I was with a group of CIOs last week, in sunny Oxfordshire. We were discussing SharePoint deployment and the impact of end-user computing in that environment. As always the challenge is getting the balance right between locking everything down and creating a backlog in IS, or allowing people to do their own thing and then losing a sense of standards or of continuity when people move on.
Several interesting points emerged. Organisations want to engender a sense of collaboration – even when it is not clear how ROI can be measured. But the participants at our discussion group were a self-selecting group and given the discussion topic that isn’t surprising. Yet, of the thousands of pages of material generated by SharePoint users in the companies that those CIOs represent, just 4%of the pages attracted 90% of the traffic. This was pretty constant – so if nobody is looking does IS care about standards?
Professional pride kicks in – and IS does care. Driving adoption is interesting, driving content creation seemingly is more easy that driving content reading. I guess people just think their own stuff is more important than others do!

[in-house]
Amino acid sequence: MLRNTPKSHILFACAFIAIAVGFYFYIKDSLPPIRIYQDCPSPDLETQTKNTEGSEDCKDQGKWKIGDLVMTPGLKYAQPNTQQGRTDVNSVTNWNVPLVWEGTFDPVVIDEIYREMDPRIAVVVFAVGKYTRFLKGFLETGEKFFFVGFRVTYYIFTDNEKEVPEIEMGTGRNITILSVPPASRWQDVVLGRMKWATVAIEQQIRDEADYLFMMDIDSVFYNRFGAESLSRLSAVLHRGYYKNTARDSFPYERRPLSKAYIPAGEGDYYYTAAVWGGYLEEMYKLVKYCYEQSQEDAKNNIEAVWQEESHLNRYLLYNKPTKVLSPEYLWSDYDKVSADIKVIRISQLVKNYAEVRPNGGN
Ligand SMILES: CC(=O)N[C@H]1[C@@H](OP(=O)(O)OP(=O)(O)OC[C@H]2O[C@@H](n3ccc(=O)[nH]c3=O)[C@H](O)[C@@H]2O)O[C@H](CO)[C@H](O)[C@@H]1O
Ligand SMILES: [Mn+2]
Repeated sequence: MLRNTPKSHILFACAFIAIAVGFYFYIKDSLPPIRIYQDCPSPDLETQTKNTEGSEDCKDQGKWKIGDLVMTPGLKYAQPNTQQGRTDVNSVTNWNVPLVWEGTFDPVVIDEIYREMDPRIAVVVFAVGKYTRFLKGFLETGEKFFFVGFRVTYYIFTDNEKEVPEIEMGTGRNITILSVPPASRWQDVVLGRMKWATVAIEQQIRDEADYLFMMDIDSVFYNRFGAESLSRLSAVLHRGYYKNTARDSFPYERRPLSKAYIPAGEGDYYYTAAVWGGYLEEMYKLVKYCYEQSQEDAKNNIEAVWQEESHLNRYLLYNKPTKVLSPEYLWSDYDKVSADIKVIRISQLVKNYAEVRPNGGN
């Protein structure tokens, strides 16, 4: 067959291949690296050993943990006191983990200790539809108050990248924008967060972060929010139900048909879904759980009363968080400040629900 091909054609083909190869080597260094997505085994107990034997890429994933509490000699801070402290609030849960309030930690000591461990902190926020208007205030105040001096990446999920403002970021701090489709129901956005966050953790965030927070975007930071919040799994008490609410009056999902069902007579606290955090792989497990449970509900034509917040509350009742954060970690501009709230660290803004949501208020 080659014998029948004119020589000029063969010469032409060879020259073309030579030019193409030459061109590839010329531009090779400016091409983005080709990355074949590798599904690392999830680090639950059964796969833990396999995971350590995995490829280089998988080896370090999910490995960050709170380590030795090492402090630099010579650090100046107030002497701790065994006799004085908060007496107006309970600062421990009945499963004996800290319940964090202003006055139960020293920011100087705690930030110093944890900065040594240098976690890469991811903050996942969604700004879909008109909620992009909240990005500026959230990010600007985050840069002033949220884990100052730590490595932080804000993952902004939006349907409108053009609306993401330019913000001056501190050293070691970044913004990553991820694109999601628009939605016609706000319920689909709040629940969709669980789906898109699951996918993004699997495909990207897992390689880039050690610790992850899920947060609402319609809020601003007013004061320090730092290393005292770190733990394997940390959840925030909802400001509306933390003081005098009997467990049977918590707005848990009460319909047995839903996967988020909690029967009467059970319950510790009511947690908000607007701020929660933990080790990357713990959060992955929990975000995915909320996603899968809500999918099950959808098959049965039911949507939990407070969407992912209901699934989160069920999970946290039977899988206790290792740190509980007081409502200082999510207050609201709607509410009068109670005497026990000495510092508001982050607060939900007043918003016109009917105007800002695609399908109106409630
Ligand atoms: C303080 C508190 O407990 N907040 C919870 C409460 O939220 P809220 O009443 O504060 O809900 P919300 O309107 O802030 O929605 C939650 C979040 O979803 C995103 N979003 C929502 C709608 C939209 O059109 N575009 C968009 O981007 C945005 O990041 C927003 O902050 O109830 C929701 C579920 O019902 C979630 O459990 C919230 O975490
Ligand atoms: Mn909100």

So the governance questions were about how light or heavy the touch should be. Governance on taxonomy was recognised to be critical – IS owned that and there was a process to request changes. There was also agreement that Governance was more important when the site was to be shared with customers. Brand, quality, resilience, and commercial confidentiality came into play at that time – and in regulated industries that was critically important. But when it comes to what individuals are prepared to share with their colleagues there was a wider range of opinions – and experiences. In the Far East much was made of sharing family pictures and colleagues working together, in Europe less so, in the US sharing got no further than Linked In might.
Governance is usually discussed in terms of committees and decision making rights, delegated authority etc. And that is necessary. But does there need to be a cultural overlay too? Cultures vary by geography, industry, functional discipline, and age group. Does one size fit all? Governance is most effective when people buy in, and understand the rules. How do you make the Governance message relevant, when thousands of people are entitled to make and publish their own content for the good of the enterprise?